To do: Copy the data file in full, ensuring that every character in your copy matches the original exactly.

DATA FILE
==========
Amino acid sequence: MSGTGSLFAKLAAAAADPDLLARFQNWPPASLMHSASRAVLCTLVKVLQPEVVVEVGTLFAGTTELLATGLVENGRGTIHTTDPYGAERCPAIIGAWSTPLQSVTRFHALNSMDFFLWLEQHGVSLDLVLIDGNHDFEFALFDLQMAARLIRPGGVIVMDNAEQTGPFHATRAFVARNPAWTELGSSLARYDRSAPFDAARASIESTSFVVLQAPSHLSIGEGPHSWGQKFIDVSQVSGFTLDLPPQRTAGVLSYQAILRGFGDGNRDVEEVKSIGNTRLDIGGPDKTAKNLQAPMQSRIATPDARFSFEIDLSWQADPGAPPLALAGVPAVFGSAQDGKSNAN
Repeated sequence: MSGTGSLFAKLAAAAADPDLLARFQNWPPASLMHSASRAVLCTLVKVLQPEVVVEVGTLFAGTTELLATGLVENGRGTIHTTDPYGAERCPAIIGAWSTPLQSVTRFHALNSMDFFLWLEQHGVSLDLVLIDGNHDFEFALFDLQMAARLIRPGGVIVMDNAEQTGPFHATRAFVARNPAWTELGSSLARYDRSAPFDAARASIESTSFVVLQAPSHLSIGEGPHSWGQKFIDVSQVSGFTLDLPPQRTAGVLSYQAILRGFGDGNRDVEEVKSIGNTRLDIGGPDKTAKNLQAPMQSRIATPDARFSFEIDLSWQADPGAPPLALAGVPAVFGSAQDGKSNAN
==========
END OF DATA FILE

Amino acid sequence: MSGTGSLFAKLAAAAADPDLLARFQNWPPASLMHSASRAVLCTLVKVLQPEVVVEVGTLFAGTTELLATGLVENGRGTIHTTDPYGAERCPAIIGAWSTPLQSVTRFHALNSMDFFLWLEQHGVSLDLVLIDGNHDFEFALFDLQMAARLIRPGGVIVMDNAEQTGPFHATRAFVARNPAWTELGSSLARYDRSAPFDAARASIESTSFVVLQAPSHLSIGEGPHSWGQKFIDVSQVSGFTLDLPPQRTAGVLSYQAILRGFGDGNRDVEEVKSIGNTRLDIGGPDKTAKNLQAPMQSRIATPDARFSFEIDLSWQADPGAPPLALAGVPAVFGSAQDGKSNAN
Repeated sequence: MSGTGSLFAKLAAAAADPDLLARFQNWPPASLMHSASRAVLCTLVKVLQPEVVVEVGTLFAGTTELLATGLVENGRGTIHTTDPYGAERCPAIIGAWSTPLQSVTRFHALNSMDFFLWLEQHGVSLDLVLIDGNHDFEFALFDLQMAARLIRPGGVIVMDNAEQTGPFHATRAFVARNPAWTELGSSLARYDRSAPFDAARASIESTSFVVLQAPSHLSIGEGPHSWGQKFIDVSQVSGFTLDLPPQRTAGVLSYQAILRGFGDGNRDVEEVKSIGNTRLDIGGPDKTAKNLQAPMQSRIATPDARFSFEIDLSWQADPGAPPLALAGVPAVFGSAQDGKSNAN